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Orpheum Theatre exterior

A special forum for presidential candidates to discuss Native American issues has been scheduled at the Orpheum Theatre, 528 Pierce St. 

SIOUX CITY -- O.J. Semans says it would be a mistake for presidential candidates to ignore Native American voters in the 2020 election. 

So, Semans and other national Native leaders decided to invite White House hopefuls to Sioux City to talk exclusively about issues that impact "First Americans."

"I think if the presidential candidates are smart, they're going to realize the actual voting power Native Americans have," said Semans, co-leader of the Native American voting rights advocacy group Four Directions. "Right now, we have large populations in seven states that are battleground states." 

The Frank LaMere Native American Presidential Forum has been scheduled for Aug. 19 and 20 at the Orpheum Theatre in downtown Sioux City. Billed as the first of its kind, the forum is hosted by a coalition of groups including Four Directions and the Native Organizers Alliance. Co-hosts include the National Congress of American Indians, the Native American Rights Fund, the Coalition of Large Tribes and the Great Plains Tribal Chairmen's Association. 

The forum is named for the late Frank LaMere, a Native American activist from South Sioux City who died of cancer last month.

Twenty-six Democratic candidates have been invited to the forum, as have President Trump and William Weld, a former Massachusetts governor who is challenging Trump for the Republican presidential nomination.

"I'll be honest with you, I think most of the candidates are going to be here, because this is the one time they'll get to speak to six million Native Americans in the United States," said Matt Samp, a spokesman for Four Directions. "We have soft commitments from, I'd say nine of them." 

Samp said the official lineup won't be released until July 19.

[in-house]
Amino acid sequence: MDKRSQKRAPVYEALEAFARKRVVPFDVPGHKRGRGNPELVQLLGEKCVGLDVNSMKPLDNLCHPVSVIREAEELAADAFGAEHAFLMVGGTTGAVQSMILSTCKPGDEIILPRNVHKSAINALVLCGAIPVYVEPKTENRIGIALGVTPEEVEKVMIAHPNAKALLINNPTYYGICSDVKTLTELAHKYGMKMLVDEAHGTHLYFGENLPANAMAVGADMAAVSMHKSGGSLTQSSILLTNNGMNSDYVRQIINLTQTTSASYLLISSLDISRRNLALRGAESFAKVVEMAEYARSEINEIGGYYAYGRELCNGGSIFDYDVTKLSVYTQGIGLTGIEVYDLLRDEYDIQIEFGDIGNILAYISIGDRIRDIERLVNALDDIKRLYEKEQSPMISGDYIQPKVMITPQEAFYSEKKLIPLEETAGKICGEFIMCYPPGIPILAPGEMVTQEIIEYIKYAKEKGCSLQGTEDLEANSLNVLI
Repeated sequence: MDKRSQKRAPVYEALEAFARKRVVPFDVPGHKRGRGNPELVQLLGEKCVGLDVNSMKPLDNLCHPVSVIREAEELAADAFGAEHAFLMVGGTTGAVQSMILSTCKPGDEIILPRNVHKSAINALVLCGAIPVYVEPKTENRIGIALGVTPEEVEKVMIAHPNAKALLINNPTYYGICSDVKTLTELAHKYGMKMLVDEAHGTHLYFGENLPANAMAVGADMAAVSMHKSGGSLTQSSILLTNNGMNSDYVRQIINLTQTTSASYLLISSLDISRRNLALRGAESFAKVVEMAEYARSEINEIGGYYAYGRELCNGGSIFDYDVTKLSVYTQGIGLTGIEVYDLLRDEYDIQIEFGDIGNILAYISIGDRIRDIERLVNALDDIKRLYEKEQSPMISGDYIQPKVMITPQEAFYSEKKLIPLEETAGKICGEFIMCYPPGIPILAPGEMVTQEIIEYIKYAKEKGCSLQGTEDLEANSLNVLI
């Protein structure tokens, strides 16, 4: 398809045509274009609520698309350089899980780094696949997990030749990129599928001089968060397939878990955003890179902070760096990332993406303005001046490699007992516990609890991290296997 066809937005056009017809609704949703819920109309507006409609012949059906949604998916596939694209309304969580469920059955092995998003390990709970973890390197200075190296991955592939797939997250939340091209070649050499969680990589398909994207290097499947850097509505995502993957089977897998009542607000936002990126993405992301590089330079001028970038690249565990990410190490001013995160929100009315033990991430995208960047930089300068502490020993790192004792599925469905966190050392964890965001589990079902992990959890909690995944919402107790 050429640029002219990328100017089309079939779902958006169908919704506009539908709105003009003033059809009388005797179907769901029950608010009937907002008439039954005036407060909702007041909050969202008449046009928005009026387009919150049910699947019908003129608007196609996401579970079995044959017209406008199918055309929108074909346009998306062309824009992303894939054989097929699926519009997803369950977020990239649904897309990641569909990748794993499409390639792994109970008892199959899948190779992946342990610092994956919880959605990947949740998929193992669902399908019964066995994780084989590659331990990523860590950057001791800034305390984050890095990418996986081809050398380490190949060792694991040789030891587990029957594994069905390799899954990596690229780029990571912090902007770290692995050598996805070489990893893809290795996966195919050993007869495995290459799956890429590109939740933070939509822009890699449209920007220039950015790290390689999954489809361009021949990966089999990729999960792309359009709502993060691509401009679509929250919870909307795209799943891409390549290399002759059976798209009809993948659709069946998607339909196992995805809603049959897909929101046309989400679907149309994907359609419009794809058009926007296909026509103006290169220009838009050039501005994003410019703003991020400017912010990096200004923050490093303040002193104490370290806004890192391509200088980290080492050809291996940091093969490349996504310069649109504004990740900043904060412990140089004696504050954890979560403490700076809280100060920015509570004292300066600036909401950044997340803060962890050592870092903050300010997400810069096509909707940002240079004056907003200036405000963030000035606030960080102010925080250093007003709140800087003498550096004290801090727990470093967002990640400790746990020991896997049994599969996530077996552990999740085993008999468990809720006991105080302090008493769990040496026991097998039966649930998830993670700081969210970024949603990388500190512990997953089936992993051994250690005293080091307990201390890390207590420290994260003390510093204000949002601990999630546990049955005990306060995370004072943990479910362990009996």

Over two nights, candidates will take questions from panels of elected tribal officials, tribal members and Native American youth. Mark Trahant, a member of the Shoshone-Bannock Tribe and the editor of Indian Country Today, a Washington, D.C.-based publication, will moderate the forum. 

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Marcella LeBeau, a 99-year-old member of the Cheyenne River Sioux Tribe, a World War II veteran of the U.S. Army Nurse Corps and a recipient of the French Legion of Honor, will be a featured guest. 

Semans said the debate will touch on issues including housing, healthcare, infrastructure, drug and alcohol abuse and socioeconomic issues, among other topics. Candidates already speak volumes about most of these topics, but Semans said such policies in the past have applied differently to Native American tribes. 

"One of the main problems that we have with elected officials is that they do not understand tribal treaties or tribal sovereignty, so that is going to be a priority topic," he said. "Another priority is creating equality in voting."

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Sioux City was chosen as the site for the national forum for two reasons: partly because there is a population of Native Americans in the region, but also because the Iowa caucuses are the first test of the nominating season. Many of the candidates will already be campaigning in the state.

"We wanted to ensure that the presidential candidates have access -- it's not like they're not going to be in Iowa in August," Semans said with a laugh. 

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